Since the catchment area boundary is defined by the pellet mill’s historical and future sourcing pattern, this can vary in size according to each mill’s procurement strategy and local market conditions. For example, the Amite BioEnergy pellet plant sources from a much smaller area close to the mill and therefore the catchment area includes fewer counties. This can lead to a higher degree of error than in the other CAA reports as the total number of plots used is smaller.

A long history of measurement and analysis

Despite this, the overall degree of error is still in single figures and can be considered reasonable in each CAA report by the standards of forest measurement and modelling, an error of under 10% is generally considered acceptable. Measuring standing trees that are still growing is not an exact science – it is an estimation. Trees cannot be accurately weighed or measured until they are cut down. Therefore, there will always be degree of error in estimated data. In the US South, the long history of measurement, analysis and data modelling and the relatively homogenous nature of the main commercial species (southern yellow pine), mean that the error is relatively uniform and predictable if a large sample area is considered.

The potential for remote sensing data collection and analysis to replace traditional field measurement is an interesting and developing field. At an individual forest or stand level, it is possible to carry out intensive measurement with Laser or Lidar, to calculate volume and growth. However, there is currently no reliable, accurate and cost-effective way to do this at a large-scale across several million hectares. This may be a possibility as the technology and data interpretation tools continue to develop and Drax is working closely with remote sensing specialists to trial and develop this process. Until then, we can rely on boots on the ground and traditional fieldwork for an accurate view of the forest trends across our supply chain.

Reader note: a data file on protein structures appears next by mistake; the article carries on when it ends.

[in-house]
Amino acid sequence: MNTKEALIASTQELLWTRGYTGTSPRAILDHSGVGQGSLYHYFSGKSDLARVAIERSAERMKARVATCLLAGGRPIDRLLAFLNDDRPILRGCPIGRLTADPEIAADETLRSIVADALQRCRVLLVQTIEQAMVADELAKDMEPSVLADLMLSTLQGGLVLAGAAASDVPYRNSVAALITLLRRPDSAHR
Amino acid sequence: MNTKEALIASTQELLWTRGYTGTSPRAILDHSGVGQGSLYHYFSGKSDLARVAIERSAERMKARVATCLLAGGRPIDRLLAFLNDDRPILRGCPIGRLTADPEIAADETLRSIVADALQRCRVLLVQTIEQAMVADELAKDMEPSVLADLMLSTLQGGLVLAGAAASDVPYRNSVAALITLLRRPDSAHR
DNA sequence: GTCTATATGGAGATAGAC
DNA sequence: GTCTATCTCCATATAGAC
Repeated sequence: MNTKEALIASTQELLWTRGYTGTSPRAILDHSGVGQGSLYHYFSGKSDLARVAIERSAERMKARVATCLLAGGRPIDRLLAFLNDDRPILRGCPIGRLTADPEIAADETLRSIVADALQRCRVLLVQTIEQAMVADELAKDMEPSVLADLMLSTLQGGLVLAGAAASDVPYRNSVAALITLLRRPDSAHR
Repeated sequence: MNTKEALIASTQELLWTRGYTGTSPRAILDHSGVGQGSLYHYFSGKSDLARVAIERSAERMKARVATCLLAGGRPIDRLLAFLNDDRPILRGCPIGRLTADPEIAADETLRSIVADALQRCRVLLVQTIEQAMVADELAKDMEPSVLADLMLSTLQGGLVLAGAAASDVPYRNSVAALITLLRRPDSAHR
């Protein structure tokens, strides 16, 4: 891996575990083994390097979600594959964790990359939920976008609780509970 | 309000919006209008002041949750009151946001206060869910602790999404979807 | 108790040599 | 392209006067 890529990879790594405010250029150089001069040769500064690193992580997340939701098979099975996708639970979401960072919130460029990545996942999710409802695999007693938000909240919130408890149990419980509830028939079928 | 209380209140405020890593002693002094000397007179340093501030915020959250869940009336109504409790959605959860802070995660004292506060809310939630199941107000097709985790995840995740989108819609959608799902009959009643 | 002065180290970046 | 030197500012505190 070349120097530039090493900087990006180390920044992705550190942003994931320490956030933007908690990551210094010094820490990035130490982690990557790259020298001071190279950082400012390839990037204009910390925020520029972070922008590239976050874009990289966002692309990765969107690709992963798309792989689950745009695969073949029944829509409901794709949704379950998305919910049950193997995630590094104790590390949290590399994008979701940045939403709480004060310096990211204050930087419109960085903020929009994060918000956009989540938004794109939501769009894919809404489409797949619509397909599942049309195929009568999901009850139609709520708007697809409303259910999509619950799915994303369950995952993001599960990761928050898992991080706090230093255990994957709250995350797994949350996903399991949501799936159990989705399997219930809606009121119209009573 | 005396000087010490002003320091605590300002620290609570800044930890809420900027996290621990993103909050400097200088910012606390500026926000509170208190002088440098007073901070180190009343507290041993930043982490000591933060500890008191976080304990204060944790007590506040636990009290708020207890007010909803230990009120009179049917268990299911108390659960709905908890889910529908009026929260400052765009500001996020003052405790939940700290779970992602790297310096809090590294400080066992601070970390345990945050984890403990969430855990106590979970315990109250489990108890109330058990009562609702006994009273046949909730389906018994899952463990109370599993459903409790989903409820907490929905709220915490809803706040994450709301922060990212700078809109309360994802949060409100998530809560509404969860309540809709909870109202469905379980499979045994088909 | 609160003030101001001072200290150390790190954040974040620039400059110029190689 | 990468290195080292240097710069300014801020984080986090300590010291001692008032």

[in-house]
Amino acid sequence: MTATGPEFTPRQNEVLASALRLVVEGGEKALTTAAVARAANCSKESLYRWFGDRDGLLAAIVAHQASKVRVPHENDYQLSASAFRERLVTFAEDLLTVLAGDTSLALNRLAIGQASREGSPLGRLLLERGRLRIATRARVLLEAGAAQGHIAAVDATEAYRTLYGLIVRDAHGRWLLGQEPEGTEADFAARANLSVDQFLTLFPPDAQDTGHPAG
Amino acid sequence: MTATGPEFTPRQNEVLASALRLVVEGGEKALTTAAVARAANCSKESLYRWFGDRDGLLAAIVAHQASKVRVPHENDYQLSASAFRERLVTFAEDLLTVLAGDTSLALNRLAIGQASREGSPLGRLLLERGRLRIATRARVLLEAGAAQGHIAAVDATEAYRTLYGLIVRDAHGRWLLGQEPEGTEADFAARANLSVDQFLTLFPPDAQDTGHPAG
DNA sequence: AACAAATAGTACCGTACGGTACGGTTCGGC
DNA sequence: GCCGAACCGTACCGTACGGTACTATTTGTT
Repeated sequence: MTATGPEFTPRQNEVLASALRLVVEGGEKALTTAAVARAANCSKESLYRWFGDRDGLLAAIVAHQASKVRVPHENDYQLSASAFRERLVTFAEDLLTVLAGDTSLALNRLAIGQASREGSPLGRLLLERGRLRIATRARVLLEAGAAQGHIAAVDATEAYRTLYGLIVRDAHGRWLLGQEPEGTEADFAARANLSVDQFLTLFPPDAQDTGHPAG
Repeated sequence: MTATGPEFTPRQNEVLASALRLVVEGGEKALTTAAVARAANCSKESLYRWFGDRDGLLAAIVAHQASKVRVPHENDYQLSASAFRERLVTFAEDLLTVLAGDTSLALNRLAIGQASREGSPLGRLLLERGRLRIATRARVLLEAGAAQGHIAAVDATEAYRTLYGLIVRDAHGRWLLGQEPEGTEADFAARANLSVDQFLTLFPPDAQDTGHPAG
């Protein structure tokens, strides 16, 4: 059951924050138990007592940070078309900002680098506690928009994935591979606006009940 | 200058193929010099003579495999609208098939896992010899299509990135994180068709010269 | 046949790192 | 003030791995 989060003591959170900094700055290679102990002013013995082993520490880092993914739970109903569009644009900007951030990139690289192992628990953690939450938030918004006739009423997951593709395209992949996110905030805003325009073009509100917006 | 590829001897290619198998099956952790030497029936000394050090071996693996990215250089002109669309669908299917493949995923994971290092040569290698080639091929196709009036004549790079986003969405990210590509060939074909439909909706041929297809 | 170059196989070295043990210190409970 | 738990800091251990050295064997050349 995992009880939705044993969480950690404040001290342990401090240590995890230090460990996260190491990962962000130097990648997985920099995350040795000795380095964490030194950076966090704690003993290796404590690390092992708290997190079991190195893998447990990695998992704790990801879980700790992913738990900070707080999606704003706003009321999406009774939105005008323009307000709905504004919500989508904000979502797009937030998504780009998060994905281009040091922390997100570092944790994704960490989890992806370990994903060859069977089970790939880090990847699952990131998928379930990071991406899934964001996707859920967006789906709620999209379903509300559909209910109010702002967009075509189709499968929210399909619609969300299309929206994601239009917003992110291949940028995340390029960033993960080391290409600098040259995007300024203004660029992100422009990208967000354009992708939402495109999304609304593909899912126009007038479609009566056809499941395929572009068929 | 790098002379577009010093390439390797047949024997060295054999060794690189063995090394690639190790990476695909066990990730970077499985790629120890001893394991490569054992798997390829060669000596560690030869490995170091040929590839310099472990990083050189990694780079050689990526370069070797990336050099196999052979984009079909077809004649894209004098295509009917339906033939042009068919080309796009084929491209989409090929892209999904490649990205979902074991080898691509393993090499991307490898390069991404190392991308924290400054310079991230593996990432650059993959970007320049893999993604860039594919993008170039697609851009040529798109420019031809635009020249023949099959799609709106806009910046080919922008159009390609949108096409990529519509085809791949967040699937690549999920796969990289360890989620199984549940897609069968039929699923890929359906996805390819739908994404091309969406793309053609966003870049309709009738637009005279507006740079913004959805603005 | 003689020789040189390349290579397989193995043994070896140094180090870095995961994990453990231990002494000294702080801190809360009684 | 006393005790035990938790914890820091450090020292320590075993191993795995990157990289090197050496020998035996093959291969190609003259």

This blog supports a series of catchment area analyses around the forest biomass pellet plants supplying Drax Power Station with renewable fuel. Read more.

 

Georgia Mill Cluster catchment area analysis

Forest in LaSalle catchment area

The seventh report in a series of catchment area analyses for Drax looks at the fibre sourcing area surrounding a number of compressed wood pellet plants operated by Georgia Biomass (now owned by Enviva) and Fram Renewable Fuels.